counterproductive. White Americans did not even begin to smoke pot
until a soon-to-be entrenched federal bureaucracy began funding reefer
[continues 96 words]
Deep-pocketed marijuana activists are pouring millions of dollars into
legalization measures on the ballot in Washington and Colorado, but
they are keeping their distance from a similar pot campaign in Oregon.
Marijuana legalization advocates connected with billionaire donors
George Soros and Peter Lewis say the Oregon measure doesn't appear as
politically attractive as it is in two other states -- particularly in
Washington where two recent polls show a majority favoring
Oregon's Measure 80 has not polled nearly as well, which is a "cause
for concern and a disincentive" to donate money, said Ethan Nadelmann,
a prominent national opponent of the nation's drug laws.
[continues 699 words]
Participants Present Their Cases For Pot Legalization
A great cloud rose over the Boston Common Saturday, Sept. 15, as
thousands of people from all over New England gathered for the 23rd
Boston Freedom Rally. Bringing together speakers, musicians, and many
different kinds of vendors, the rally serves as a yearly gathering
point for marijuana legalization advocates to get together and
protest the government's drug policy.
Beginning at 12 p.m., people of all different sorts streamed into the
Common. Although the college age cohort seemed to make up the
majority of those in attendance, there were some Baby Boomers and
Generation-Xers as well. Most people gathered in circles on the lawns
near the two large stages to smoke.
[continues 610 words]
After speaking before a crowd on the Boston Common at the 23rd Boston
Freedom Rally, U.S. Rep. Barney Frank told The Daily Free Press that
marijuana should be legal and smoking it is an individual decision.
"I don't think anybody should be treated as a criminal for it," Frank
said Saturday of smoking marijuana.
Frank headlined the list of speakers at the rally, which also known as
The Massachusetts Cannabis Reform Coalition, or MassCann, ran the
rally, partnering with the National Organization for the Reform of
Marijuana Laws, or NORML.
[continues 684 words]
The University of Connecticut is ranked first in the nation among
marijuana activism and policy by High Times magazine.
The ranking, which was released in August, grades universities across
the country in terms of efforts to legalize cannabis, raise awareness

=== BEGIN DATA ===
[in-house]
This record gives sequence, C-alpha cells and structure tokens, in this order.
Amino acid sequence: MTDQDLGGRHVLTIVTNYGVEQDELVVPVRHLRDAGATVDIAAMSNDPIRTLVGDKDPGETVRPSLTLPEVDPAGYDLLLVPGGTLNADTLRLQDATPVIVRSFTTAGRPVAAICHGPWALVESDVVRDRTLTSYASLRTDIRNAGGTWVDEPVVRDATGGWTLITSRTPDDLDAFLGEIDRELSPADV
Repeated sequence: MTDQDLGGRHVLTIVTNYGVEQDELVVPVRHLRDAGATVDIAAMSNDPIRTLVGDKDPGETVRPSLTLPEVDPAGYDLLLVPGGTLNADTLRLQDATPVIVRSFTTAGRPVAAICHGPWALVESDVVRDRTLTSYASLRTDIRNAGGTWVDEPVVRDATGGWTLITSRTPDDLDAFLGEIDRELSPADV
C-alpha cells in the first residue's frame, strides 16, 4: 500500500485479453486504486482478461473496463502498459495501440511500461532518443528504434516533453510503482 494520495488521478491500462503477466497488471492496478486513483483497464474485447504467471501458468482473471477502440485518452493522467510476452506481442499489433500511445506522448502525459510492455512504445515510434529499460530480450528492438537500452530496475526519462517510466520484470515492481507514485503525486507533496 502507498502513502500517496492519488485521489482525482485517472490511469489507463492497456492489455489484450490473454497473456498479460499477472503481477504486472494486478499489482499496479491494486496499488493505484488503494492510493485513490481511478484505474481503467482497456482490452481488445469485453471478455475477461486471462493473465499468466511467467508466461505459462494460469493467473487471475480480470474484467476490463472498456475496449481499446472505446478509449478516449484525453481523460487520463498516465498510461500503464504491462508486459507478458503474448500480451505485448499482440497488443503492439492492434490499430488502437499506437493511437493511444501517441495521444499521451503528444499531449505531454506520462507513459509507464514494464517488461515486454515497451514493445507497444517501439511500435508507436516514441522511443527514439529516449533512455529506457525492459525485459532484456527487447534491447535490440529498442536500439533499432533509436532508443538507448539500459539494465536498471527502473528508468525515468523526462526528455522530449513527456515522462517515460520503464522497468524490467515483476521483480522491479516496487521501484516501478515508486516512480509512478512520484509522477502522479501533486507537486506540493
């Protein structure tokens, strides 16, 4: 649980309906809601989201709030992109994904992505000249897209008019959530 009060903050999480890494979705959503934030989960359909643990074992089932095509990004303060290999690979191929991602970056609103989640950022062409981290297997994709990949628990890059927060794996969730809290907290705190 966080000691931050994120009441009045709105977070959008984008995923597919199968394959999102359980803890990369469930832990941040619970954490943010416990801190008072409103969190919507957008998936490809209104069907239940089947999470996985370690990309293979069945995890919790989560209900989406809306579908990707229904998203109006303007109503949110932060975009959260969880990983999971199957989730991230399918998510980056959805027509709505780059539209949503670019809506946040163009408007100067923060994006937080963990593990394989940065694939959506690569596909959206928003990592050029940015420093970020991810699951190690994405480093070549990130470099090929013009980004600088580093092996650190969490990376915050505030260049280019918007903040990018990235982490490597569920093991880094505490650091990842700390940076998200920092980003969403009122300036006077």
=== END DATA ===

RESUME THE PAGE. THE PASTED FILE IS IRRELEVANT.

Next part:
and reform drug policy.
The magazine lists the many efforts by UConn's Students for Sensible
Drug Policy (SSDP) as the main reason for their ranking.
According to High Times, "The Huskies of UConn SSDP have led the pack
this year in reforming marijuana policy both on and off campus. Most
notably, they played a huge role in helping pass medical marijuana
legislation in Connecticut by hosting rallies, coordinating
student-lobbying efforts and testifying before lawmakers."
[continues 335 words]
Peterborough's drug task force hosting series of Pot Talks discussions
with local youth
(PETERBOROUGH) The local drug task force hopes to bring area youth to
the table to talk pot this fall. During a series of planned
discussions, dubbed "Pot Talks," Peterborough youth are invited to
share their thoughts on policy surrounding the drug and it's use, as
well as learn about potential health impacts.
The move to engage youth in the debate is one of the many potential
actions outlined in the Peterborough Drug Strategy, which was released
earlier this year after two years of research.
[continues 702 words]
Drug Paradox: State, Federal Discrepancy Threatens Legal Users
Starting on Oct. 1, medical marijuana will be legal in Connecticut.
Although our state's medical marijuana law was carefully designed to
minimize the risk of federal invention, the legal reality is that the
federal government can still prosecute anyone growing, selling or
even using marijuana in compliance with state law. Our state leaders
should act to protect Connecticut's citizens, and call on President
Barack Obama to allow medical marijuana at the federal level.
[continues 582 words]
Could Kansas City be next in Missouri to lighten up on lighting up?
In 2004, Columbia residents passed a measure that greatly relaxed
penalties for marijuana smoking and possession. The advocacy group
Show-Me Cannabis Regulation said last week that it may soon mount
similar efforts in Kansas City and Springfield.
"We think those are incremental steps that could really help in
getting a statewide measure passed," said Amber Langston, the group's
campaign director and leader of the Columbia effort.
[continues 1281 words]
On May 7, the Charlottesville City Council boldly recast the debate
about marijuana policy in Virginia. The council adopted a resolution
urging the General Assembly to give due consideration to
decriminalizing, legalizing or regulating marijuana like alcohol. The
council signaled that there is substantial support for changing